Multiple late-season collapses for any SEC coach is dangerous. But that wasn’t it. Sumlin suffered through an embarrassing off-season. In May, quarterback Tate Martell decommitted from Texas A&M, prompting a Twitter rant by wide receivers coach Aaron Moorehead, which resulting in another recruit, wide receiver Mannie Netherly, decommitting as well. And then when you throw in the disastrous off-season episode with the women’s clinic. Sumlin really needed a fast start to quell the negative perceptions about his program.

It’s a stark turnaround for a guy who was once considered an up-and-coming coaching star not too long ago. His high-scoring offenses fueled by Johnny Manziel had some believing that Sumlin was on his way to the NFL. However, the SEC, particularly the SEC West, is brutal. Texas A&M has had to fight against perennial powers Alabama and LSU, both of whom regularly draw better recruiting classes.

Sumlin put his faith in his ability to be a quarterback whisperer. Post Manziel, the Aggies would be fine, he thought. He believed he could plug anyone in his system. Kenny Hill started hot, faded, and is now at TCU. Kyle Allen (Houston) and Kyler Murray (Oklahoma) also transferred.

Sumlin had to make changes. He did so by bringing in offensive coordinator Noel Mazzone, formerly of UCLA. In Mazzone’s four seasons, the Bruins set individual single-season records for passing, total offense, all-purpose yardage, and rushing. Sumlin also went with the most-experienced, new quarterback he’s ever had.

COLLEGE STATION, TX - SEPTEMBER 10:  Keith Ford #7 of the Texas A&M Aggies celenbrtates with teammates after a first quarter score against the Prairie View A&M Panthers at Kyle Field on September 10, 2016 in College Station, Texas.  (Photo by Bob Levey/Getty Images)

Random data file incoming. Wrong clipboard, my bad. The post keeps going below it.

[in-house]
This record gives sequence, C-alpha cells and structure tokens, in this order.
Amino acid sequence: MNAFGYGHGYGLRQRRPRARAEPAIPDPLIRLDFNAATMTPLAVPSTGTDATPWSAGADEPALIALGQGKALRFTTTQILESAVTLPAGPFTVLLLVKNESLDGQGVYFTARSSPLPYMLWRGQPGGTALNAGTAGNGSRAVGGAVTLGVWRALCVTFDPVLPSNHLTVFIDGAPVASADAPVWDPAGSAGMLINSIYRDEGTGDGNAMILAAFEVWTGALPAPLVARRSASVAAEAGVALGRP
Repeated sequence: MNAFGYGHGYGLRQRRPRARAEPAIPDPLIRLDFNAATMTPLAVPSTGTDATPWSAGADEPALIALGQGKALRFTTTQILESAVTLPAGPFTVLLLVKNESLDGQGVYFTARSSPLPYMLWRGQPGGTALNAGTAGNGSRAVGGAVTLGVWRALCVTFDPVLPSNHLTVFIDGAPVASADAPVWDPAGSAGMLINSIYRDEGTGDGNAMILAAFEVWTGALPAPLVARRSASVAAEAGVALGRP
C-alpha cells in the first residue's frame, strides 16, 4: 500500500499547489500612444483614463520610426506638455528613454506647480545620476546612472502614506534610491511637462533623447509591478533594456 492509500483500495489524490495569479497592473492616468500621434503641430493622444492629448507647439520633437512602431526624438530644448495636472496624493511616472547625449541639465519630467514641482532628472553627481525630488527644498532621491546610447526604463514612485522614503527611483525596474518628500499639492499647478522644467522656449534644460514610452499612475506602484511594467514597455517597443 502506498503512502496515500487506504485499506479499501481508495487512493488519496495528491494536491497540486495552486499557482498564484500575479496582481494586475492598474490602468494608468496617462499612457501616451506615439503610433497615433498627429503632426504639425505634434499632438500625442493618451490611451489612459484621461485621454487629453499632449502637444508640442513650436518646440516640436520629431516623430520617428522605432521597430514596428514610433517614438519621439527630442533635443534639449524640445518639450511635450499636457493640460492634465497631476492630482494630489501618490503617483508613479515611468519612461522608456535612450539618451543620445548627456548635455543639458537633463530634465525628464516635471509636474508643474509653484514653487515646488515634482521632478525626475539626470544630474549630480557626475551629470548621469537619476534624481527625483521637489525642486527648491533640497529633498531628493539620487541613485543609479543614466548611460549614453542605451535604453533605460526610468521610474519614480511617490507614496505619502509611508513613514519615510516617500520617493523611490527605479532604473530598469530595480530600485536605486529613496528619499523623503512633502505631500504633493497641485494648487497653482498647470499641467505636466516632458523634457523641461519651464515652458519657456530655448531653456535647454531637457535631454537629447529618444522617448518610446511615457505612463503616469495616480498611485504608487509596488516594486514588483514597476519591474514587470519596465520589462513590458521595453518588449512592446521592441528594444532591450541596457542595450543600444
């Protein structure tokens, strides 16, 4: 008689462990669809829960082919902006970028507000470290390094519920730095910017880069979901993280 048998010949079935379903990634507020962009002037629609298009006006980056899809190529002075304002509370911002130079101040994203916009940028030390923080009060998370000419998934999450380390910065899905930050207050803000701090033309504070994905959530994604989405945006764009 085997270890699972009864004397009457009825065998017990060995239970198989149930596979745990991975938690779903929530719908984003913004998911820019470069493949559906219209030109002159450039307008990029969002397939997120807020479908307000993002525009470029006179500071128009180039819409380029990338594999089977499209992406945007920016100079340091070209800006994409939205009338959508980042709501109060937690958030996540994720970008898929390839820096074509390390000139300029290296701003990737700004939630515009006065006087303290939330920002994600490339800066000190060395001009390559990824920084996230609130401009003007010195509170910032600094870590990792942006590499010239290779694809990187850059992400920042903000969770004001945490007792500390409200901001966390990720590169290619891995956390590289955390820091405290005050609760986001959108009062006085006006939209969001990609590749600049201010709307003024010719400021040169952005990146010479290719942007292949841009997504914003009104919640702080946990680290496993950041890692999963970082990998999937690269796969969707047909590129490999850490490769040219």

COLLEGE STATION, TX – SEPTEMBER 10: Keith Ford #7 of the Texas A&M Aggies celenbrtates with teammates after a first quarter score against the Prairie View A&M Panthers at Kyle Field on September 10, 2016 in College Station, Texas. (Photo by Bob Levey/Getty Images)

Trevor Knight, a graduate transfer from Oklahoma, is the first regular upperclassman starting quarterback Sumlin has played in his five seasons. It’s paying off so far as Knight is 19th in the nation in passing yards (830) and has been sacked just once. Sumlin said having a veteran QB has made a difference, especially one like Knight.

“He wants to be great,’” Sumlin said. “This is a second opportunity for him. He knows that. He filled a void for us, not just as a quarterback. He’s a guy who has played the position in big games. So when you walk into Auburn, that’s not a shock.”

These changes might be enough for Sumlin to stay off the hot seat, or at least far enough down those rankings to draw attention. He can smile for now. He can even joke. This week he was asked for his frenemy relationship with Bielema. After the game, Bielema jokingly said he might punch Sumlin.

“Who said we were that close?” Sumlin said with a smile. “Close people don’t punch each other.”

About Michael Grant

Born in Jamaica. Grew up in New York City. Lives in Louisville, Ky. Sports writer. Not related to Ulysses S. Grant, Anthony Grant, Amy Grant or Hugh Grant.